The Bell Witch legend of Tennessee

"Keeping the Story Real"

Return to the Bell Witch Home Page


The Legend of the Bell Witch

Historical Biographies of the Characters

Frequently Asked Questions about the Bell Witch

Books About the Bell Witch

Pat Fitzhugh's Author Events and Lectures

Bell Witch News

Leave a Comment

Bell Witch Discussion Forum

Bell Family Genealogy Information

Poems Associated with the Bell Witch of Tennessee

Bell Witch Photos

The Town of Adams, Tennessee

Bell Witch-related Attractions in Adams, TN and Surrounding Area

Early History of Robertson County, Tennessee

Respecting Private Property

Media Information Pertaining to Pat Fitzhugh

Legal Information about the Bell Witch Web Site


Essays

Early Accounts

Movie Reviews

Myspace

The Bell Witch and Tennessee Hauntings and Ghost Stories

Discuss the Bell Witch!

Join our Yahoo Group





Pat Fitzhugh

 Web Site Copyright © 1995 - 2014
Pat Fitzhugh

All rights reserved

Booking Information


 

 

 

Richard R. P. Powell (1795-1848)

 

Born in Halifax County, North Carolina, Professor Richard Rowell Ptolemy Powell figured prominently into the legend of the “Bell Witch” because of his having taught several of the Bell children, and his admiration and later marriage to Elizabeth "Betsy" Bell.  In fact, many have said that Powell was the "brains" behind Kate.

After receiving an advanced education in his native North Carolina, Powell moved to Tennessee about 1815 and settled near the village of Nashville.  As he explored various teaching opportunities there, he learned of the flourishing Red River Settlement in Robertson County and the need for a schoolmaster.  He soon moved there, settling near the Bell farm.  Some say he even rented a room in the Bell home, but this has not been proven.  [1]

Powell began teaching in a small schoolhouse situated on a tract of land donated by James Johnston, a few yards east of the Bell property line.  Having taught several of their children, he became good friends with John and Lucy Bell.

He developed a strong fondness for Elizabeth "Betsy" Bell as she matured into adolescence.  But despite his frequent visits to the Bell home and the compliments he often paid her, Elizabeth was already involved with Joshua Gardner, a well-respected and close neighbor whose age was much closer to hers.  Both families were pleased with Elizabeth and Joshua’s courtship; however, it seemed that neither Powell nor Kate shared their enthusiasm.

Elizabeth broke off the engagement on Easter Monday of 1821, after Kate’s pressure had taken a heavy emotional toll on her.  Powell visited her frequently during the period of grief and loathing that ensued, often reciting poetry to help lift her spirits.  A courtship gradually evolved between the two that would last three years and culminate in their marriage on March 21, 1824.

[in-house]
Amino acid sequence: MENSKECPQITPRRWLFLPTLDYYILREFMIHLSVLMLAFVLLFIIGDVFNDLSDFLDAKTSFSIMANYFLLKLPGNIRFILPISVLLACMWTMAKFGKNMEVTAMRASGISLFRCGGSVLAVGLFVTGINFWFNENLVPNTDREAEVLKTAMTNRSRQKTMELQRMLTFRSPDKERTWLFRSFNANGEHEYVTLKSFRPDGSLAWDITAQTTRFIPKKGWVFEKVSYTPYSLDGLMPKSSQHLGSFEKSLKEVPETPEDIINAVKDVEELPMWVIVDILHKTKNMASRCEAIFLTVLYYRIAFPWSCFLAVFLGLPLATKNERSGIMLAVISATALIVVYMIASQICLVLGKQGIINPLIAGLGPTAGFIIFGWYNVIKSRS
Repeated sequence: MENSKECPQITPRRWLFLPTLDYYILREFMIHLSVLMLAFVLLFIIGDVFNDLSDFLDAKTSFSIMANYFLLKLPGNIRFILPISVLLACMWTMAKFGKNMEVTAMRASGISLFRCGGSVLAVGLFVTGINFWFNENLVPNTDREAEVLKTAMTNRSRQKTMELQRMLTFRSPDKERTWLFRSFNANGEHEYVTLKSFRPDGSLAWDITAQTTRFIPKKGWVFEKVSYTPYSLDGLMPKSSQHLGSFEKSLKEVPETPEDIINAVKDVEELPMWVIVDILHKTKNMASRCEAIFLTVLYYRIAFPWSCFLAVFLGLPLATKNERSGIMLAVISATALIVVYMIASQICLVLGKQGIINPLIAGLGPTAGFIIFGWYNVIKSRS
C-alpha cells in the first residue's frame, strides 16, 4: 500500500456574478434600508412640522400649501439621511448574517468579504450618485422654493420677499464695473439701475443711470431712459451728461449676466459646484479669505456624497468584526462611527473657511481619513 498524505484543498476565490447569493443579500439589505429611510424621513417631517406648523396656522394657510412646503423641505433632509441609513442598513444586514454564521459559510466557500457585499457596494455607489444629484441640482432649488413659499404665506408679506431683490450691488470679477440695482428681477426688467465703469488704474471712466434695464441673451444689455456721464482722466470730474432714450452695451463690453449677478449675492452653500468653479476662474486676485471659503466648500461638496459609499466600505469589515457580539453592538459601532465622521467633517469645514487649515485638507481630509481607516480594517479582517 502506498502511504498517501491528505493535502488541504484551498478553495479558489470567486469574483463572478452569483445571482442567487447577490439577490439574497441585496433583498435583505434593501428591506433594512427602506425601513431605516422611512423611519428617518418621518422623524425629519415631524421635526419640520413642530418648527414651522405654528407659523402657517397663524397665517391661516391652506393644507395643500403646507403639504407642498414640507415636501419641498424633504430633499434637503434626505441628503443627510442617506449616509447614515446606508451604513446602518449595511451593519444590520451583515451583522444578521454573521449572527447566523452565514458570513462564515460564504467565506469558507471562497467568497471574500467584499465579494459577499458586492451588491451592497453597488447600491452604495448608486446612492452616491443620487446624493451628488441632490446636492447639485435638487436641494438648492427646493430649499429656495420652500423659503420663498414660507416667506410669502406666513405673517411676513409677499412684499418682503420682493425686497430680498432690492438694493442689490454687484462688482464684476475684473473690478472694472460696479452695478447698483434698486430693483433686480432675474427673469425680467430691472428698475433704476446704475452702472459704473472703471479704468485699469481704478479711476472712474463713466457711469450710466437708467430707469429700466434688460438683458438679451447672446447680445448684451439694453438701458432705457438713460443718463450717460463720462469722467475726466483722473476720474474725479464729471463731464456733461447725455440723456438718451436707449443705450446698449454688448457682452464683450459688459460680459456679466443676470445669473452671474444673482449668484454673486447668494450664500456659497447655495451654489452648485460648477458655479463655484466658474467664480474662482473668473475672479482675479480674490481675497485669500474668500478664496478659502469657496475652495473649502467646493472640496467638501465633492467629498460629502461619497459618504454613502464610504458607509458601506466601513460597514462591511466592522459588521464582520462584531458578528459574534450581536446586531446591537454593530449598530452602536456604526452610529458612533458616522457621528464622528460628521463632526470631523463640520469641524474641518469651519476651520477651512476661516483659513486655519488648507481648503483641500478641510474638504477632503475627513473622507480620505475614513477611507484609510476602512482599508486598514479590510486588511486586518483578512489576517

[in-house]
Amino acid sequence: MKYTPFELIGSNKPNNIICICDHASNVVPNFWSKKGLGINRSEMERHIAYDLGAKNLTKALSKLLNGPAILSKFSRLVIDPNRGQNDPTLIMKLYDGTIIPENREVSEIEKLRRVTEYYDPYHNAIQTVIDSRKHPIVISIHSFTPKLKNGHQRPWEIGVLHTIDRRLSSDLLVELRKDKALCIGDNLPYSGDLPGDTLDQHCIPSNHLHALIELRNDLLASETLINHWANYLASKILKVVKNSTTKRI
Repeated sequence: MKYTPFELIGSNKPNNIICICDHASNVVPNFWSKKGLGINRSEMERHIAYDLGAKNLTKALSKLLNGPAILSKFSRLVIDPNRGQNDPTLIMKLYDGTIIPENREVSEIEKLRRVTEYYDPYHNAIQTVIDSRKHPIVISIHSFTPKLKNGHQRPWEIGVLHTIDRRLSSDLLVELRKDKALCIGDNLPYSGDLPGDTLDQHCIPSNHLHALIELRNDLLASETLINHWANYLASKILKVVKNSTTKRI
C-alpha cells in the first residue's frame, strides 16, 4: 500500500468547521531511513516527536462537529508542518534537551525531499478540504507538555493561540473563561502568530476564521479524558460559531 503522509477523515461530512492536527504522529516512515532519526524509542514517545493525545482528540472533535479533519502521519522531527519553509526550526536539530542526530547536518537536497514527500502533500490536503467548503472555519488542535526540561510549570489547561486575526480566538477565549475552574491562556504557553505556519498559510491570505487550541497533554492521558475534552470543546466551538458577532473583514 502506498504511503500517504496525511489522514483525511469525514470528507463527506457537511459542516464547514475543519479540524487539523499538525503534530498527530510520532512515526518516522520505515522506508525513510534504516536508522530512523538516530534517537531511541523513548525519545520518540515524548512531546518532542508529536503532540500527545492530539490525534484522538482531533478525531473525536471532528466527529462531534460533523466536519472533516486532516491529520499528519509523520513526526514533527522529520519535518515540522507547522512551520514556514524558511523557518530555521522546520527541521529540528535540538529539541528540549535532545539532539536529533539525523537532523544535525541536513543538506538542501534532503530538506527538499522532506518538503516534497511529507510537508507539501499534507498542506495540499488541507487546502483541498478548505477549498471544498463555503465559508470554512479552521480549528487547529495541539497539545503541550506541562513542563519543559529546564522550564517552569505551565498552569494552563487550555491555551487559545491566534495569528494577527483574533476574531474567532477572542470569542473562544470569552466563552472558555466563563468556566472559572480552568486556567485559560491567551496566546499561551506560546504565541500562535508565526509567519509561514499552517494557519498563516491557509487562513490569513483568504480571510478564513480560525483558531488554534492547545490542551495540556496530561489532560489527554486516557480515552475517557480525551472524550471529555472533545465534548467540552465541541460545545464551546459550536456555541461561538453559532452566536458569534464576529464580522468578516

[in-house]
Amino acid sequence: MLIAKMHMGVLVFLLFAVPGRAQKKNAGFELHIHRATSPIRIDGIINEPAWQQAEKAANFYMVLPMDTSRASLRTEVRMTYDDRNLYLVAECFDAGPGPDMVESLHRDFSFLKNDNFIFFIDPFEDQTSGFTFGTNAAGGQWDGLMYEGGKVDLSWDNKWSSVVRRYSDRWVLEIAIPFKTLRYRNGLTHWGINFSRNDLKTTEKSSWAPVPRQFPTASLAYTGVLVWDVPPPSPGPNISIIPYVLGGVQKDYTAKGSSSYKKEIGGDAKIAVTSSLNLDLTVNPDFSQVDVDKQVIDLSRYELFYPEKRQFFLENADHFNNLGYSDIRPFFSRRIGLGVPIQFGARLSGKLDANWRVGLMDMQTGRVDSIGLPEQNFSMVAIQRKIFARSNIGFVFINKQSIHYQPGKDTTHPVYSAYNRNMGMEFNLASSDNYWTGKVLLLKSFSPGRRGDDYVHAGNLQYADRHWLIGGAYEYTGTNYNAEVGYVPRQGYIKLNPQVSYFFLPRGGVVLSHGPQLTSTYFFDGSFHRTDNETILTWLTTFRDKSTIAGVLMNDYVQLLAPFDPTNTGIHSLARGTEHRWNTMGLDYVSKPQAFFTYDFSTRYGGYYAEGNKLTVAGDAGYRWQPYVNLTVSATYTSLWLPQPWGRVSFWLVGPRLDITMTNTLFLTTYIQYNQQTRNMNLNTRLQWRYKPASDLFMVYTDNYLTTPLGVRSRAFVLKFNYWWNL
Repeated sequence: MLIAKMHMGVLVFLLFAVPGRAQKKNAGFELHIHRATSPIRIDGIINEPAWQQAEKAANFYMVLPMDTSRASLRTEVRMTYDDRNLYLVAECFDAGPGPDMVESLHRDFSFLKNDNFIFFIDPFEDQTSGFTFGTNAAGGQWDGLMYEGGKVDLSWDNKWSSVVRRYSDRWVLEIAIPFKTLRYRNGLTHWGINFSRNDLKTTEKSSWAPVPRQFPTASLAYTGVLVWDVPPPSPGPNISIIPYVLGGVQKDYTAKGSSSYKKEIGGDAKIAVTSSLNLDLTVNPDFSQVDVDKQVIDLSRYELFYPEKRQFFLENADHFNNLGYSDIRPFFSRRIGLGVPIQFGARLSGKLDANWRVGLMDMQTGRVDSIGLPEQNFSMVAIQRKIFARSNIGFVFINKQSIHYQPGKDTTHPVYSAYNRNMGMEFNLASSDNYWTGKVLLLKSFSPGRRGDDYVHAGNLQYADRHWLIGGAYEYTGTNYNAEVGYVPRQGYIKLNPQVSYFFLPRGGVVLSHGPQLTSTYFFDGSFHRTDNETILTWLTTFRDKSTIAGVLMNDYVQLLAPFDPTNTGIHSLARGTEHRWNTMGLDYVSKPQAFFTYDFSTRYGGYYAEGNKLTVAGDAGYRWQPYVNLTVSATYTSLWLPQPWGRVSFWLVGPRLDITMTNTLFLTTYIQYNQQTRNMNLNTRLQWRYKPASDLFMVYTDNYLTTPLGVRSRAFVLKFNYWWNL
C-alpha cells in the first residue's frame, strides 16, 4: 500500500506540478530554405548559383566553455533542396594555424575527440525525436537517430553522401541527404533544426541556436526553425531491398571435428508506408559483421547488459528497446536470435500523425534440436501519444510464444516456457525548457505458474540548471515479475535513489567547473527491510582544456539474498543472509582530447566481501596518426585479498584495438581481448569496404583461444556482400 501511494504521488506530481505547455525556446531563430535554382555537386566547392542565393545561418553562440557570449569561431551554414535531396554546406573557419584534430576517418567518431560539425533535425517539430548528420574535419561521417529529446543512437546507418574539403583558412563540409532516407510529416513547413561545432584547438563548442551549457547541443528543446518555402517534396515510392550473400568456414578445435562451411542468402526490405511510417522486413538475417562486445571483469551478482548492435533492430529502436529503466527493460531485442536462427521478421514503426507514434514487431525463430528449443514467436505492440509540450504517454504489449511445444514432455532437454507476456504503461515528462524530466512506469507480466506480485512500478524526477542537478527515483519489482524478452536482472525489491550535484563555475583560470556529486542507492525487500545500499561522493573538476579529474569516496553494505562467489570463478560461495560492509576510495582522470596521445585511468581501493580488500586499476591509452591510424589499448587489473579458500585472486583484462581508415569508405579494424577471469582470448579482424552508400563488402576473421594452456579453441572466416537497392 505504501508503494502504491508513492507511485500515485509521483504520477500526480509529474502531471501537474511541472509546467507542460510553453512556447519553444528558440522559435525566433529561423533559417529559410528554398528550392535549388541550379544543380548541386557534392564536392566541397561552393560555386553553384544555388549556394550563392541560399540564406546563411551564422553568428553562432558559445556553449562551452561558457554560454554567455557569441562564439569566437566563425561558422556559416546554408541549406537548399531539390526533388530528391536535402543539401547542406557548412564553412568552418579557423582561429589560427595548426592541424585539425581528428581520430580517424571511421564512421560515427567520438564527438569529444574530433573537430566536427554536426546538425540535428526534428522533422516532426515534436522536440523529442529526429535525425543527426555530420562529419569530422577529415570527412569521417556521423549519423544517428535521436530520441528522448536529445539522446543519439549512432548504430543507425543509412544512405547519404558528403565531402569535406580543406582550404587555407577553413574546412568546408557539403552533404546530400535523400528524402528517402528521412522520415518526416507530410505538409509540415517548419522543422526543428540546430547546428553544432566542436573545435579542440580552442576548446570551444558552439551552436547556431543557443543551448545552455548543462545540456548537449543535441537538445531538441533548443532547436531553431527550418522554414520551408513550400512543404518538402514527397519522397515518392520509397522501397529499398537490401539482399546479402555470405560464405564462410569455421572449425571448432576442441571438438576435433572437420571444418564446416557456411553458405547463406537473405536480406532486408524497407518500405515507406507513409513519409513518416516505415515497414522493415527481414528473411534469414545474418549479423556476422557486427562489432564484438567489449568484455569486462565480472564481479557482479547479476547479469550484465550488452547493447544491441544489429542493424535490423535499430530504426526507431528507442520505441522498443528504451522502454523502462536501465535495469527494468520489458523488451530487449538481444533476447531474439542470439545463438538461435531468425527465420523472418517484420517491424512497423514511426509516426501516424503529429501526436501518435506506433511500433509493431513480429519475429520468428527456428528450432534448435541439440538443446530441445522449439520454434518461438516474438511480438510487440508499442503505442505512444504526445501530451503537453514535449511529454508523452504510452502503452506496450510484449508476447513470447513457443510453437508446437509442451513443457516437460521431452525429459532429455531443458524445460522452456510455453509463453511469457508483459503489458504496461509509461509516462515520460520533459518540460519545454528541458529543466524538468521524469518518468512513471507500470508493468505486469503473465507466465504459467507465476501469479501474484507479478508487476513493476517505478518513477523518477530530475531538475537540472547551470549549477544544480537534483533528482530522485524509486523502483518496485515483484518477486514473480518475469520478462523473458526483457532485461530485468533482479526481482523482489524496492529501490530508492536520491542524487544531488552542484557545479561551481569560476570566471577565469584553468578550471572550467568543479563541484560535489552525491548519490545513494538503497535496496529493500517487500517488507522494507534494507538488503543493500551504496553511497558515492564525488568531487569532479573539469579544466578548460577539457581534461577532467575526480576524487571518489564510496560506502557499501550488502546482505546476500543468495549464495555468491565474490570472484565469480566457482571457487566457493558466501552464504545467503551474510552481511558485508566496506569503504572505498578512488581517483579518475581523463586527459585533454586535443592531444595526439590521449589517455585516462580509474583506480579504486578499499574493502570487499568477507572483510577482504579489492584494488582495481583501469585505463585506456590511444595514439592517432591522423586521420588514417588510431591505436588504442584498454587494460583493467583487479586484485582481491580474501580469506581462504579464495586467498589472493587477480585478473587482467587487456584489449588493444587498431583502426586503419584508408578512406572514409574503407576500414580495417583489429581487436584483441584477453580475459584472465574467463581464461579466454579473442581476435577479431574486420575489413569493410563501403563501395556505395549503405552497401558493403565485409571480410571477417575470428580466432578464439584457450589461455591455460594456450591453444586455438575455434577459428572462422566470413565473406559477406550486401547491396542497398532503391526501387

Richard Powell’s marriage to Elizabeth was not his first.  He had earlier married Esther McKenzie Scott, of Dickson County, Tennessee, who was 18 years his senior.  Powell never mentioned his first marriage, but made reference to it in his personal diary. [2]  Reference to his settling of her estate is also made in the Robertson County public records. [3]  Esther Scott died in 1821, the same year in which Elizabeth broke her engagement to Joshua, and three years before she wed Powell.

In the years that followed, Powell's involvement in society and politics required him to relinquish his schoolmaster job to pursue a career in politics.  Powell  served as Sheriff of Robertson County between 1830 and 1833, and was elected to the Tennessee House of Representatives in 1833, where represented Robertson County in the 20th Tennessee General Assembly.  He made a name for himself as a lawmaker of great ability, and gained wide popularity throughout the state.  Powell had also been a Captain in the Tennessee State Militia, a census enumerator, and a Justice of the Peace. [4]

Powell’s personal diary alluded to earlier was his “Ciphering Book,” a 271-page collection of advanced math problems, genealogical notes, and other information.  It is believed that many of the math problems in Powell’s “Ciphering Book” were created by his father, Richard Powell, Sr., who also was a well-educated man.  According to dates listed in his “Ciphering Book,” Richard Powell solved many of the math problems between 1812 and 1822.  The “Ciphering Book” makes no mention whatsoever of the “Bell Witch” disturbances.  It does, however, contain an entry noting the date on which he married Elizabeth Bell. [5]

At the height of his political career, Powell suffered a massive stroke that rendered him unable to fend for himself and his family.  The Powells purchased a keelboat to ship goods to New Orleans in hopes of raising money.  On the night before the first shipment was to have set sail, all goods were lost when a misguided steamboat crashed into the vessel while moored in nearby Clarksville, Tennessee, awaiting daybreak.